Harry Kazianis: Despite new North Korean test, denuclearization still possible – Here’s what US should do

North Korea’s launch Saturday of what appear to be short-range missiles is disturbing, but we shouldn’t overreact and conclude the move will end President Trump’s diplomatic efforts to get the North to give up its nuclear weapons and long-range missiles.

In fact, Trump may still win his high-stakes bet that he can end North Korea’s status as an international pariah and open the way for normal diplomatic and trade relations if the communist nation accepts denuclearization.

According to the South Korean military, the North launched the unspecified projectiles Saturday morning and they flew between 42 and 124 miles before falling into the sea between North Korea and Japan.


Does this mean North Korea is slowly heading back to the days of dangerous provocations by testing advanced military hardware – and perhaps even another nuclear weapon?

It’s too early to tell.

North Korean dictator Kim Jong Un is a young man and he is playing a long game. He considers nuclear weapons his insurance policy against a U.S. attack now and for decades to come.

A deal is very much within President Trump’s grasp – and he might just be the only person who can make it happen.

But Trump has done something no other U.S. president has done. Instead of matching Kim’s aggressive moves, he is showing restraint and showing he won’t get baited in any way.

Trump is trying to reassure Kim that he is still willing and able to find a diplomatic solution to the dispute over denuclearization, despite the failure of the two leaders to come to an agreement in summits they held in Singapore and Vietnam.

“Anything in this very interesting world is possible, but I believe that Kim Jong Un fully realizes the great economic potential of North Korea, & will do nothing to interfere or end it,” Trump tweeted Saturday. “He also knows that I am with him & does not want to break his promise to me. Deal will happen!”

I agree completely. A deal is very much within President Trump’s grasp – and he might just be the only person who can make it happen.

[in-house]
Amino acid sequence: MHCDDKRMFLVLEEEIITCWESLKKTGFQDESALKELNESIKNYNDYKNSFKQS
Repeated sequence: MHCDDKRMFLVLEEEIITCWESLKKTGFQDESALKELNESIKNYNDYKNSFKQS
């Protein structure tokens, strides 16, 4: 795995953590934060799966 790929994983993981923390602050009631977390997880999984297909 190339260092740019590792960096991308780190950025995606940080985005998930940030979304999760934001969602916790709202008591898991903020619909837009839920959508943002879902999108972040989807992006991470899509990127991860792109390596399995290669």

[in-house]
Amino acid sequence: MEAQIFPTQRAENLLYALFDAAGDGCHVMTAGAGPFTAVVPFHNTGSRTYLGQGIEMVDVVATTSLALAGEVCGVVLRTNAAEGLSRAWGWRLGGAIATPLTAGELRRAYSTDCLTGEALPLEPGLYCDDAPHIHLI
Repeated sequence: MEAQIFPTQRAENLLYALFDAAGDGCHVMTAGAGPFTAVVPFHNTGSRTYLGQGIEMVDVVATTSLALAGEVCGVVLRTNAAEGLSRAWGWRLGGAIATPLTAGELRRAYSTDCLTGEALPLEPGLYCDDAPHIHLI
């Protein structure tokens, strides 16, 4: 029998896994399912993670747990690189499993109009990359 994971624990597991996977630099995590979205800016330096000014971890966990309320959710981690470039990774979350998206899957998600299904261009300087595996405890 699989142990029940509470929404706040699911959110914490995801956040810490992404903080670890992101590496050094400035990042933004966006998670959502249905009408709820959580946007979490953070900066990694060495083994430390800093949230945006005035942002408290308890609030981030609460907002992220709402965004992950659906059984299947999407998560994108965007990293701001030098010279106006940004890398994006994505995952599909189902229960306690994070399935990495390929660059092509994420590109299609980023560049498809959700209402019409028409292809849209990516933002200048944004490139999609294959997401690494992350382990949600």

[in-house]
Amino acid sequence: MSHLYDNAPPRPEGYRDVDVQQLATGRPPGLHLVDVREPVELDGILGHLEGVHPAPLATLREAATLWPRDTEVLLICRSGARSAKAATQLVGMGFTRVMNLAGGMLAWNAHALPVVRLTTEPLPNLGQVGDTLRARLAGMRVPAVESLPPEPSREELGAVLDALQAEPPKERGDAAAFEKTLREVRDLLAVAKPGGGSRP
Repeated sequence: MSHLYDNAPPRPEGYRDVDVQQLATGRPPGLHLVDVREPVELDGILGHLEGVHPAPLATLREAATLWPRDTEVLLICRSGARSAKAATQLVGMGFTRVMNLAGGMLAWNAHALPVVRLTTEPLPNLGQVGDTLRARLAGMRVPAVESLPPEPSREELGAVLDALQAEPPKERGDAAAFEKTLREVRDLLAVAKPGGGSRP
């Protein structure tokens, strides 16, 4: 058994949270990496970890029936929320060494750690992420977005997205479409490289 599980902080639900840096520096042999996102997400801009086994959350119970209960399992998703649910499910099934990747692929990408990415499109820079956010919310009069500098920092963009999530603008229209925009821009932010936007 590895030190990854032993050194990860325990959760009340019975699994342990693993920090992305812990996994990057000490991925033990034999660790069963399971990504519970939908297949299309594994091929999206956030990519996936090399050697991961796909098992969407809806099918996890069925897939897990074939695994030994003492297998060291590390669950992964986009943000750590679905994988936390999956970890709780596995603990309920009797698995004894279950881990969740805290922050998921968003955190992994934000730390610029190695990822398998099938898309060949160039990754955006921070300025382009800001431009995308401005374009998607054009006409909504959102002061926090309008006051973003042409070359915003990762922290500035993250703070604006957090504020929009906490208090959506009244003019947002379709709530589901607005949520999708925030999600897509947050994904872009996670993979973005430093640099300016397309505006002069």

What makes Trump well-suited to negotiating a deal with North Korea is that he is a realist and pragmatist. Because he is not a career politician, a diplomat or a trained political scientist, his ideas are not limited to the conventional thinking that has failed to halt North Korea’s march to become a nuclear power.

As with many things in life, when old approaches fail repeatedly to solve a problem, new approaches need to be tried.

Trump, despite decades of tensions with North Korea, was the only U.S. president to have a sit-down with a leader of the North – something that was considered a radical concept a year ago.

And while North Korea still seems reluctant to give up its nuclear weapons, there is a recognition by diplomats in Seoul, Pyongyang and Washington who I have spoken with over the last few months that we can never go back to the dark days of 2017, when war between the U.S. and North Korea seemed like a real possibility.

But now the time for words alone is over. Now is the time for bold action on all sides, as it seems America, North Korea and even South Korea are becoming frustrated with the recent stalemate in negotiations.

What we face – and must overcome – is a crisis of trust. After years of suspicion, threats of nuclear war and starts and stops in diplomacy, how do these different nations that all fear each other’s intentions reverse course and embrace peace?